shell script pattern matching / ftping?

I think I've written maybe one shell script my entire life, and I'm not even sure if it's possible to do this, but I'm trying to write a script that will ftp the contents of a directory, one at a time. That is, it'll ftp one and then close the connection, then ftp the second, and close that etc. This is because there may be up to five files in a directory all of which are a minimum of 2GB each. FTPing them all at once always results in a reset connection. I thought that if I could match by partial filename, then perhaps that will help, as they are all named the same way.

So, in a directory, it'll have:

SampleFileA_20100322_1.txt
SampleFileA_20100322_2.txt
SampleFileB_20100322_1.txt
SampleFileC_20100322_1.txt

I'd like to ftp SampleFileA_xxxx_1 first, then SampleFileA_xxxx_2, etc. This is the current ftp script, which tries to download everything all at once...
#!/bin/bash
REMOTE='ftp.EXAMPLE.com'
USER='USERNAME'
PASSWORD='PASSWORD'
FTPLOG='/tmp/ftplog'
date >> $FTPLOG

ftp -in $REMOTE <<EOF
_FTP>>$FTPLOG
quote USER $USER
quote PASS $PASSWORD
bin
cd download
mget *
quit
_FTP
:wq!

Open in new window

n00b0101Asked:
Who is Participating?
 
woolmilkporcConnect With a Mentor Commented:
OK,
that's not a big change in our script, although I doubt that it will have much effect.

#!/bin/bash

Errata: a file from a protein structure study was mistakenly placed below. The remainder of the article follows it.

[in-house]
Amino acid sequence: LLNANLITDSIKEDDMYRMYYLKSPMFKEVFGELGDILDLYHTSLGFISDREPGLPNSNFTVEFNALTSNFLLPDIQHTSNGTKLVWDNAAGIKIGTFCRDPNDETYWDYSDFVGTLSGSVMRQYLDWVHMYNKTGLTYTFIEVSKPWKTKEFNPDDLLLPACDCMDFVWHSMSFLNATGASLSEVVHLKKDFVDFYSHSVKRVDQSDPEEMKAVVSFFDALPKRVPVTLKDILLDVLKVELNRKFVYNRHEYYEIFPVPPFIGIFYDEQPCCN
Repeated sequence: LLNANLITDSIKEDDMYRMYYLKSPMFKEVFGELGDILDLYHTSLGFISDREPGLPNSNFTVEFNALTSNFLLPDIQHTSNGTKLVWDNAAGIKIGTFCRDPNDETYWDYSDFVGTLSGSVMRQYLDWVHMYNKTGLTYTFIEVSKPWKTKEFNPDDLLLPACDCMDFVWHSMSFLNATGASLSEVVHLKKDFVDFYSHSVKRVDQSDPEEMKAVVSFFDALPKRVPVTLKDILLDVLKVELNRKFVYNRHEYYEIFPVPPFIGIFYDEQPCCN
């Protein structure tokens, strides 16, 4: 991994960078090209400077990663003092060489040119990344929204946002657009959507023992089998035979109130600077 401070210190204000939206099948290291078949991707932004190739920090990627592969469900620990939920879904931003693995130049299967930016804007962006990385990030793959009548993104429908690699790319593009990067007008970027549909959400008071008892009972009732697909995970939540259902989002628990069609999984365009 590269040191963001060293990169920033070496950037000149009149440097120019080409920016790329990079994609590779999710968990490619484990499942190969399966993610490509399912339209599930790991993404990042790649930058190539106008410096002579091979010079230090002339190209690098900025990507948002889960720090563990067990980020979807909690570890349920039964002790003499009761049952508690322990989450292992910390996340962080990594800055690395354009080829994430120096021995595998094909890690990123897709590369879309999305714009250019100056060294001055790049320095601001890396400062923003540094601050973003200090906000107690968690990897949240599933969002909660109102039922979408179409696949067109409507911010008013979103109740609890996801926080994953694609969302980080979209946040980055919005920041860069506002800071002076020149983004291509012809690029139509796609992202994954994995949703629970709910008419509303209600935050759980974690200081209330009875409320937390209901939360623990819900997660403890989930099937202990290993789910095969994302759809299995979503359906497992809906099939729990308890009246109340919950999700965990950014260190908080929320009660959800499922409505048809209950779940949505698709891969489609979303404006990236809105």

REMOTE="ftp.EXAMPLE.com"
USER="USERNAME"
PASSWORD="PASSWORD"
CMDFILE="/tmp/rc.ftp.$$"
FTPLOG="/tmp/ftplog"

REMOTEDIR="download"
PATTERN="SampleFile*.txt"

date > $FTPLOG

rm $CMDFILE 2>/dev/null

LISTING=$(ftp -in $REMOTE <<EOF
user $USER $PASSWORD
cd $REMOTEDIR
ls $PATTERN
quit
EOF )

for FILE in $LISTING
 do
  echo "open $REMOTE" >> $CMDFILE
  echo "user $USER $PASSWORD" >> $CMDFILE
  echo "verbose" >> $CMDFILE
  echo "bin" >> $CMDFILE
  echo "cd $REMOTEDIR" >> $CMDFILE
  echo "get $FILE" >> $CMDFILE
  echo "verbose" >> $CMDFILE
  echo "close" >> $CMDFILE
 done
echo "quit" >> $CMDFILE

ftp -in < $CMDFILE >> $FTPLOG 2>&1

#rm $CMDFILE

Please note that I introduced a new variable REMOTEDIR, to make changes easier.

wmp



0
 
zkrrzkCommented:
if you know the filenames then you can call this script in a loop inside shell script.
hope this helps.
0
 
n00b0101Author Commented:
I only know part of it, thus my question regarding pattern matching.
0
Free Tool: IP Lookup

Get more info about an IP address or domain name, such as organization, abuse contacts and geolocation.

One of a set of tools we are providing to everyone as a way of saying thank you for being a part of the community.

 
woolmilkporcCommented:
Hi,
you could achieve what you desire with an intermediate command script, generated "on the fly" - like the following.
Note that the script would transfer the matching files in the current local directory one by one, but not close the connection, which seems a bit unnecessary to me.
If this is desired nonetheless, please let me know.

#!/bin/bash
REMOTE="ftp.EXAMPLE.com"
USER="USERNAME"
PASSWORD="PASSWORD"
CMDFILE="/tmp/rc.ftp"
FTPLOG="/tmp/ftplog"

date >> $FTPLOG
echo "open $REMOTE" > $CMDFILE
echo "user $USER $PASSWORD" >> $CMDFILE
echo "verbose" >> $CMDFILE
echo "bin" >> $CMDFILE